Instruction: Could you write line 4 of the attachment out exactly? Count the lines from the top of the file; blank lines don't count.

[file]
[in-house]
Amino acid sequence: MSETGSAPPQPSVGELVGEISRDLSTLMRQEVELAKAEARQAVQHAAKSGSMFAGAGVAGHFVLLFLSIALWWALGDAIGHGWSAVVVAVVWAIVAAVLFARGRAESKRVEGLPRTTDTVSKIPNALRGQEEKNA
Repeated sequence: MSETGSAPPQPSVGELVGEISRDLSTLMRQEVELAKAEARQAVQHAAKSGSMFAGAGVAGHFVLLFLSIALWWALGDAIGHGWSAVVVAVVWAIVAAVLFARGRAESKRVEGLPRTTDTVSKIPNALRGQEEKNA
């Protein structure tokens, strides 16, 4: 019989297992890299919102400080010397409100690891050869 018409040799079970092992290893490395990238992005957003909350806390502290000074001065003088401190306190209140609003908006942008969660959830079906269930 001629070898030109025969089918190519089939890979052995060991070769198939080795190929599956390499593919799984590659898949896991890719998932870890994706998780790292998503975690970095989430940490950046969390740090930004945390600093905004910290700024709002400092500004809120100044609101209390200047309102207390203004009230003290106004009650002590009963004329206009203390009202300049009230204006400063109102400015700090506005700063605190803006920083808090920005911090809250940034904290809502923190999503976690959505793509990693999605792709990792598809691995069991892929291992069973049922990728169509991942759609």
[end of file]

């Protein structure tokens, strides 16, 4: 019989297992890299919102400080010397409100690891050869 018409040799079970092992290893490395990238992005957003909350806390502290000074001065003088401190306190209140609003908006942008969660959830079906269930 001629070898030109025969089918190519089939890979052995060991070769198939080795190929599956390499593919799984590659898949896991890719998932870890994706998780790292998503975690970095989430940490950046969390740090930004945390600093905004910290700024709002400092500004809120100044609101209390200047309102207390203004009230003290106004009650002590009963004329206009203390009202300049009230204006400063109102400015700090506005700063605190803006920083808090920005911090809250940034904290809502923190999503976690959505793509990693999605792709990792598809691995069991892929291992069973049922990728169509991942759609």